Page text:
In the Hippo Quarries case, the court drew a distinction between motive and purpose, on the one hand, and intention on the other, in trying to determine the genuineness of a contract, and of the underlying intention to transfer a right, where the transfer was not an end in itself. Nienaber JA said:

‘Motive and purpose differ from intention. If the purpose of the parties is unlawful, immoral or against public policy, the transaction will be ineffectual even if the intention to cede is genuine. That is a principle of law. Conversely, if their intention to cede is not genuine because the real purpose of the parties is something other than cession, their ostensible transaction will likewise be ineffectual. That is because the law disregards simulation. But where, as here, the purpose is legitimate and the intention is genuine, such intention, all other things being equal, will be implemented.’

In S v H Friedman Motors (Pty) Ltd and Another 1972 (3) SA 421 (A) the contracts in question were designed to avoid legislation regulating moneylending transactions. In order to obtain funds to acquire a motorcar, an individual would sell his car to a bank. The bank would immediately resell the car to the individual for a higher price, but would reserve ownership in the car until the full purchase price was paid – a hire-purchase contract. The individual would pay a cash deposit and monthly instalments and on payment of the full purchase price ownership of the car would revert to him. The same object would usually be achieved through a loan of the price by the bank to the individual, repayable with interest. Colman J, in S v Friedman Motors (Pty) Ltd and Another 1972 (1) SA 76 (T), considered that the transactions might be loans, disguised as sales, or genuine sales, depending on the parties’ intention. He said at 80 G – H:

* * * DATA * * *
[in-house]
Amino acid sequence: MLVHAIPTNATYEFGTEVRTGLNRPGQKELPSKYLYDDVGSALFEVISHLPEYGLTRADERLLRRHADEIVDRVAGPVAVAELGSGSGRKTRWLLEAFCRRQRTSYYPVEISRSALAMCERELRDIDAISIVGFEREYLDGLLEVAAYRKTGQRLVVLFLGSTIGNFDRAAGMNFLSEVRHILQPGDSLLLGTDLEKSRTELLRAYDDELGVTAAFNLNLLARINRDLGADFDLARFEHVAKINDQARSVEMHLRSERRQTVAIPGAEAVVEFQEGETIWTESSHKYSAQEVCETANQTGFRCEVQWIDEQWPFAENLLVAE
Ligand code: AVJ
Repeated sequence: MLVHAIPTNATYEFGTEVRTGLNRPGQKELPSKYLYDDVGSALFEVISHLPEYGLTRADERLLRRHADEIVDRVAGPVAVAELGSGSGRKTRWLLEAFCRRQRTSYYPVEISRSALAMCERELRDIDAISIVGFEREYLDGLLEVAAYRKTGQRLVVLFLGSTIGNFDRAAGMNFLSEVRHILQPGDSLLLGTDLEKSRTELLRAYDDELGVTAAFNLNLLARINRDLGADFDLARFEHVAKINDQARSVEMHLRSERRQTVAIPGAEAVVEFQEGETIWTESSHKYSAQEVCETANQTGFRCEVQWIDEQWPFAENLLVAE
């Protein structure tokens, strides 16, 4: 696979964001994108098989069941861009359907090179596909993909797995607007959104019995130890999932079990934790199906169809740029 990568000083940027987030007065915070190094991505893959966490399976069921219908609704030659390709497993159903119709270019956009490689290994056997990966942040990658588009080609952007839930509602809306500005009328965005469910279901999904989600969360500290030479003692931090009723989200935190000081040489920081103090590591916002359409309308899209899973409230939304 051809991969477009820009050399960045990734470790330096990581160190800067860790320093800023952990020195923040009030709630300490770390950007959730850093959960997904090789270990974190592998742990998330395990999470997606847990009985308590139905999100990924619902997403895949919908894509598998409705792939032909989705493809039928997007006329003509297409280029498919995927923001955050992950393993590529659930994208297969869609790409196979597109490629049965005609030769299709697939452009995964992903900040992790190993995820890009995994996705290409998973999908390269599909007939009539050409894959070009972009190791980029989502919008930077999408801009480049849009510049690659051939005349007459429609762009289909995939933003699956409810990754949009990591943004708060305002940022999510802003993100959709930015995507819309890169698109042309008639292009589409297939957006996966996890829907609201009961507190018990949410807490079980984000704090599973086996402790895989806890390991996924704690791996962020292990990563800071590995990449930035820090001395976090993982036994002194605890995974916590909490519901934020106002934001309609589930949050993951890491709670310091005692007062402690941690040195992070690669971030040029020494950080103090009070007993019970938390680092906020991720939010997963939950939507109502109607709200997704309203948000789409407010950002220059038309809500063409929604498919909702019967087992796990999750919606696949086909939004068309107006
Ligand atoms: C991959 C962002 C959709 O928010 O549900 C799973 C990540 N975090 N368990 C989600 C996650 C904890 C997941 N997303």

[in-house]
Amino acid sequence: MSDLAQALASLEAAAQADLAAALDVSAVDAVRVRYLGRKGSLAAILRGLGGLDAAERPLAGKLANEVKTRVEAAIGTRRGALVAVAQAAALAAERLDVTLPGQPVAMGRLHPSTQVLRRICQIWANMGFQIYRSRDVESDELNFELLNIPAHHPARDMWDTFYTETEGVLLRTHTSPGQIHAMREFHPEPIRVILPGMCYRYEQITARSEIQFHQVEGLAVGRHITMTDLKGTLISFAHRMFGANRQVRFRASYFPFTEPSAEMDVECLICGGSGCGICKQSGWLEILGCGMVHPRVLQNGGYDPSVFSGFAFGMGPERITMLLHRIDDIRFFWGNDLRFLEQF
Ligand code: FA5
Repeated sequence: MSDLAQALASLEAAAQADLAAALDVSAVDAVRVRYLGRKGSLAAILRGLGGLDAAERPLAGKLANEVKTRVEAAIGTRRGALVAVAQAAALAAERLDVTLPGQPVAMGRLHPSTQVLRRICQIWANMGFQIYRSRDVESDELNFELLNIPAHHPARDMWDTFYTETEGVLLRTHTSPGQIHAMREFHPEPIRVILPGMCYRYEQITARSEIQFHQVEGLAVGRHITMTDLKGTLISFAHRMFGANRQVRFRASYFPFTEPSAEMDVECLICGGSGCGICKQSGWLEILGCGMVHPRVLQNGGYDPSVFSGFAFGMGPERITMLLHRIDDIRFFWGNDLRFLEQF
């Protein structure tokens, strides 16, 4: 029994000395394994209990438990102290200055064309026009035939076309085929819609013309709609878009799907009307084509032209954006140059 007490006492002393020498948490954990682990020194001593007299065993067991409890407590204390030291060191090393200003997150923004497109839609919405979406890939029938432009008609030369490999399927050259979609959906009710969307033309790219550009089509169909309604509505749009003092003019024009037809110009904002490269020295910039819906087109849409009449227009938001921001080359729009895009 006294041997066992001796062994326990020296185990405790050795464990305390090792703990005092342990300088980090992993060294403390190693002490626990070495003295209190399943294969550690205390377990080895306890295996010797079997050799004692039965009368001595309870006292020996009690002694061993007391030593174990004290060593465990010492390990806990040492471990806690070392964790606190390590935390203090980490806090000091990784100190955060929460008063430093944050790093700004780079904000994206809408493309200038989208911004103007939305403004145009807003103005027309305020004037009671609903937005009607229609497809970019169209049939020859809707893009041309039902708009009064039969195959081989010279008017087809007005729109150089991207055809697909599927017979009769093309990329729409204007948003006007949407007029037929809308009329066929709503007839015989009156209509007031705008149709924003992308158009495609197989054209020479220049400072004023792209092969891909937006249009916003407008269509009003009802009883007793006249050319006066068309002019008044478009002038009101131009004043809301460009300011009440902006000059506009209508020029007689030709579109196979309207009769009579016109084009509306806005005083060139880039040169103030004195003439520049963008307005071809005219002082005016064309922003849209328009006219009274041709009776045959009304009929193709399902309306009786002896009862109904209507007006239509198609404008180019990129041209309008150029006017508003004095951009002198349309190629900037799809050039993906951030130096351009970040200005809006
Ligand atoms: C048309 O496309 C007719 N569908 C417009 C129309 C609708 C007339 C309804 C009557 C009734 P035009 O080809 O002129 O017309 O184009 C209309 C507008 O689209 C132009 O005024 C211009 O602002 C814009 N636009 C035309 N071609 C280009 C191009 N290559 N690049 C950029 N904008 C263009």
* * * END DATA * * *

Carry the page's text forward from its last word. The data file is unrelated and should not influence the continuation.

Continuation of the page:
‘If two people, instead of making a contract for a loan of money by one of them to the other, genuinely agree to achieve a similar result through the sale and repurchase of a chattel, there is no room for an application of the maxim plus valet quod agitur quam quod simulate concipitur. The transaction is intended to be one of sale and repurchase, and that, at common law, is what it is.’

In the Friedman and Conhage cases, where the courts held that the parties intended their contracts to be performed in accordance with their tenor, there were sound reasons for structuring the transactions as they did. The purchaser of the car in the Friedman case was required to give security in return for the funds advanced by the bank. A pledge would have deprived him of the car and its use. Hence the sale and resale: It allowed the purchaser to keep and use the car. In the Conhage case the sale and leaseback of manufacturing equipment permitted the manufacturer to retain possession of the equipment. There was a commercial reason or purpose for the transactions to be structured as they were. In both instances there was a genuine transfer of ownership. Had the purchaser failed to pay the seller he would have lost the right to become the owner in due course.

Conclusion

Although it may not always be easy to determine whether an agreement is simulated or not, the authorities quoted above provide some useful guidelines in determining this question. Whether an agreement is genuine depends on a consideration of all the facts and circumstances surrounding the transaction. A court will examine the transaction as a whole, including all surrounding circumstances, any unusual features of the transaction and the manner in which the parties intended to implement it, before determining in any particular case whether the agreement was simulated.

Chantelle Humphries LLB (UJ) is an advocate at Bridge Group in Johannesburg. Don Mahon LLB (UP) is an advocate at Maisels Group in Johannesburg.

This article was first published in De Rebus in 2017 (Nov) DR 20.